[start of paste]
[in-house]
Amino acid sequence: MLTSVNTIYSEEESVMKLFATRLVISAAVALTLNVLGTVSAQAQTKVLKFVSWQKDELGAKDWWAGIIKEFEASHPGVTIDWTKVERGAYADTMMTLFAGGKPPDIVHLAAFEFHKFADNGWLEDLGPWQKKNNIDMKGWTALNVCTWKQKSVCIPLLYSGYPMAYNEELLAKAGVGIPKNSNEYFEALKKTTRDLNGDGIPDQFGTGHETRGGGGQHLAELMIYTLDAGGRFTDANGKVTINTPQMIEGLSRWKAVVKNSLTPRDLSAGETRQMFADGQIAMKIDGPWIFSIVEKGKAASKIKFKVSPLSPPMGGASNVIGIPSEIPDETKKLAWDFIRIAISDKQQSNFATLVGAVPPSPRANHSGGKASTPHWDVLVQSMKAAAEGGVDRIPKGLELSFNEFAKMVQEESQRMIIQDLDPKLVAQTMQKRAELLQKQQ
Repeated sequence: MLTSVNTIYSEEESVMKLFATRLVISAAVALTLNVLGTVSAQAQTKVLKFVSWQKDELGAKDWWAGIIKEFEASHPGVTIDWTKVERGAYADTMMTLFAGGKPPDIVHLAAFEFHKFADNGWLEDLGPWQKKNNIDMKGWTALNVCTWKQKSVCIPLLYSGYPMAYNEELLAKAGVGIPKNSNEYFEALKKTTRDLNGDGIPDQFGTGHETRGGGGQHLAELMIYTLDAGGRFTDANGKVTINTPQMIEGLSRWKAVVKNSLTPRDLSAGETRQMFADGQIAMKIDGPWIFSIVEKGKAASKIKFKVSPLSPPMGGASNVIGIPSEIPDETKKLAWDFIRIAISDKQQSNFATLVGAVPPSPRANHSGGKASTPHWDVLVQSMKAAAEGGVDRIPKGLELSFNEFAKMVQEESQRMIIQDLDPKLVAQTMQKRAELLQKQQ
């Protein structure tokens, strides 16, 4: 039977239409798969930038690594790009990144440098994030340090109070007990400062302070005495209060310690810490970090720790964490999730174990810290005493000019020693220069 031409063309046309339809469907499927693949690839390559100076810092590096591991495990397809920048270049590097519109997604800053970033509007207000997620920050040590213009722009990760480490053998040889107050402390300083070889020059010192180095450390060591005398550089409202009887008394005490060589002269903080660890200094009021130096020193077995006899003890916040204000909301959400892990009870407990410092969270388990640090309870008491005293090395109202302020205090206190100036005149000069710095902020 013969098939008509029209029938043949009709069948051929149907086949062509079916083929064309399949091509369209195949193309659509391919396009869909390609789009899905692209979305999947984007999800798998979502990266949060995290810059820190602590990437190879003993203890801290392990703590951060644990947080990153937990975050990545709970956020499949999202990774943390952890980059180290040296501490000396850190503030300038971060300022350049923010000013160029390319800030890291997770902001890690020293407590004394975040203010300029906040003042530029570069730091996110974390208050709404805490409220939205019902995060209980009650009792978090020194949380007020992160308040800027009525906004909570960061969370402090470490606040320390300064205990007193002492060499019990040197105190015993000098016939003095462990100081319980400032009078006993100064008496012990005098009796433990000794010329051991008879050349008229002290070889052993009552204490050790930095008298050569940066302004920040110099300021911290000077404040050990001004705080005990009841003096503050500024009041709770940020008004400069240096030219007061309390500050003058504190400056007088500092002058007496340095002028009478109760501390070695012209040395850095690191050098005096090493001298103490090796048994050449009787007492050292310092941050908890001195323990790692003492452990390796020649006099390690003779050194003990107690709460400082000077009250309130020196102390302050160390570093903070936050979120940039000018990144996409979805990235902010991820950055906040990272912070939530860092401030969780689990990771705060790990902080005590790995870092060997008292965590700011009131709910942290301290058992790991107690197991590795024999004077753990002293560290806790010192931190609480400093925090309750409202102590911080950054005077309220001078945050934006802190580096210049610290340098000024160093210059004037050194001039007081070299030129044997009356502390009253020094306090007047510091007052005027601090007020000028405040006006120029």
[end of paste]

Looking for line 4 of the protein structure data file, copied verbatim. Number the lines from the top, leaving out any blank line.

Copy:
């Protein structure tokens, strides 16, 4: 039977239409798969930038690594790009990144440098994030340090109070007990400062302070005495209060310690810490970090720790964490999730174990810290005493000019020693220069 031409063309046309339809469907499927693949690839390559100076810092590096591991495990397809920048270049590097519109997604800053970033509007207000997620920050040590213009722009990760480490053998040889107050402390300083070889020059010192180095450390060591005398550089409202009887008394005490060589002269903080660890200094009021130096020193077995006899003890916040204000909301959400892990009870407990410092969270388990640090309870008491005293090395109202302020205090206190100036005149000069710095902020 013969098939008509029209029938043949009709069948051929149907086949062509079916083929064309399949091509369209195949193309659509391919396009869909390609789009899905692209979305999947984007999800798998979502990266949060995290810059820190602590990437190879003993203890801290392990703590951060644990947080990153937990975050990545709970956020499949999202990774943390952890980059180290040296501490000396850190503030300038971060300022350049923010000013160029390319800030890291997770902001890690020293407590004394975040203010300029906040003042530029570069730091996110974390208050709404805490409220939205019902995060209980009650009792978090020194949380007020992160308040800027009525906004909570960061969370402090470490606040320390300064205990007193002492060499019990040197105190015993000098016939003095462990100081319980400032009078006993100064008496012990005098009796433990000794010329051991008879050349008229002290070889052993009552204490050790930095008298050569940066302004920040110099300021911290000077404040050990001004705080005990009841003096503050500024009041709770940020008004400069240096030219007061309390500050003058504190400056007088500092002058007496340095002028009478109760501390070695012209040395850095690191050098005096090493001298103490090796048994050449009787007492050292310092941050908890001195323990790692003492452990390796020649006099390690003779050194003990107690709460400082000077009250309130020196102390302050160390570093903070936050979120940039000018990144996409979805990235902010991820950055906040990272912070939530860092401030969780689990990771705060790990902080005590790995870092060997008292965590700011009131709910942290301290058992790991107690197991590795024999004077753990002293560290806790010192931190609480400093925090309750409202102590911080950054005077309220001078945050934006802190580096210049610290340098000024160093210059004037050194001039007081070299030129044997009356502390009253020094306090007047510091007052005027601090007020000028405040006006120029």